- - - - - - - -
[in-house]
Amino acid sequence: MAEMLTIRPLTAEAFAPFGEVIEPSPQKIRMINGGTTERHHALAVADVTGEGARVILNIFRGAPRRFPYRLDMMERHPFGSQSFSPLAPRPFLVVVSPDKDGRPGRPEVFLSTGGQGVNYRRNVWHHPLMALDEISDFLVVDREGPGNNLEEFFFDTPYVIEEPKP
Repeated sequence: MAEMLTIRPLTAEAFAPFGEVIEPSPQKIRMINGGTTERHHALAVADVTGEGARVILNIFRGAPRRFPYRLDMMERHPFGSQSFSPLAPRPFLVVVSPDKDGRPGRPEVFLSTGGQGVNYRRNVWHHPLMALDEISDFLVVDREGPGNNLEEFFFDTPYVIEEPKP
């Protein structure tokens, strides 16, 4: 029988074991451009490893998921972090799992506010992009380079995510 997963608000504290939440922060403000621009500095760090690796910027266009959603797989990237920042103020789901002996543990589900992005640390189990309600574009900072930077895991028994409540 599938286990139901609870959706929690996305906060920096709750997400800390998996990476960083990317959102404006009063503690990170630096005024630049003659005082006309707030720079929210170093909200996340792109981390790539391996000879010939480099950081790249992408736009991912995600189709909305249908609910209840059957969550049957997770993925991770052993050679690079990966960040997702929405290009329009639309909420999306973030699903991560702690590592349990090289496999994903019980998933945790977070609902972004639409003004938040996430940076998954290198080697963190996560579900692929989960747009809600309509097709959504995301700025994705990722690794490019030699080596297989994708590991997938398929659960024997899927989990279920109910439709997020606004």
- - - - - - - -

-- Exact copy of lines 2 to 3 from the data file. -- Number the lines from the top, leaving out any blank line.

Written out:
Amino acid sequence: MAEMLTIRPLTAEAFAPFGEVIEPSPQKIRMINGGTTERHHALAVADVTGEGARVILNIFRGAPRRFPYRLDMMERHPFGSQSFSPLAPRPFLVVVSPDKDGRPGRPEVFLSTGGQGVNYRRNVWHHPLMALDEISDFLVVDREGPGNNLEEFFFDTPYVIEEPKP
Repeated sequence: MAEMLTIRPLTAEAFAPFGEVIEPSPQKIRMINGGTTERHHALAVADVTGEGARVILNIFRGAPRRFPYRLDMMERHPFGSQSFSPLAPRPFLVVVSPDKDGRPGRPEVFLSTGGQGVNYRRNVWHHPLMALDEISDFLVVDREGPGNNLEEFFFDTPYVIEEPKP